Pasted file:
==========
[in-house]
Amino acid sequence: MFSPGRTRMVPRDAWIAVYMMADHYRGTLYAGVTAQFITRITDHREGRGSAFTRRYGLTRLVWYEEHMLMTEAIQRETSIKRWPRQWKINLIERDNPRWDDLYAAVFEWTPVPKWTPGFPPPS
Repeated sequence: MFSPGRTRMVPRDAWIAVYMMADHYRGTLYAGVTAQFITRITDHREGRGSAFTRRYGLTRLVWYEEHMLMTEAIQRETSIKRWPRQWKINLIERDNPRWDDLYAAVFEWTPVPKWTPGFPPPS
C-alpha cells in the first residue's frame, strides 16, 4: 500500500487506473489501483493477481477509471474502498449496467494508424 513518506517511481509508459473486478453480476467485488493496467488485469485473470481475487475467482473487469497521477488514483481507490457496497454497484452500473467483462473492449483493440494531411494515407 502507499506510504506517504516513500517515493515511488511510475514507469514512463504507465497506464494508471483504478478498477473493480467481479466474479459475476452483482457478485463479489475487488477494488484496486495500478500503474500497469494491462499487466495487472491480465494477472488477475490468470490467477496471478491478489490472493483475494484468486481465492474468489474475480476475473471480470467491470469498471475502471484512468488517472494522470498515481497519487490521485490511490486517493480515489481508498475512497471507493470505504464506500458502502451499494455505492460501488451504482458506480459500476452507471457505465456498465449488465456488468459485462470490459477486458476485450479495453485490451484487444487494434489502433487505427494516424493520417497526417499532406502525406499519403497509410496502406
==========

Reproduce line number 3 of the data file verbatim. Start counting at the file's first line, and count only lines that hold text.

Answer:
Repeated sequence: MFSPGRTRMVPRDAWIAVYMMADHYRGTLYAGVTAQFITRITDHREGRGSAFTRRYGLTRLVWYEEHMLMTEAIQRETSIKRWPRQWKINLIERDNPRWDDLYAAVFEWTPVPKWTPGFPPPS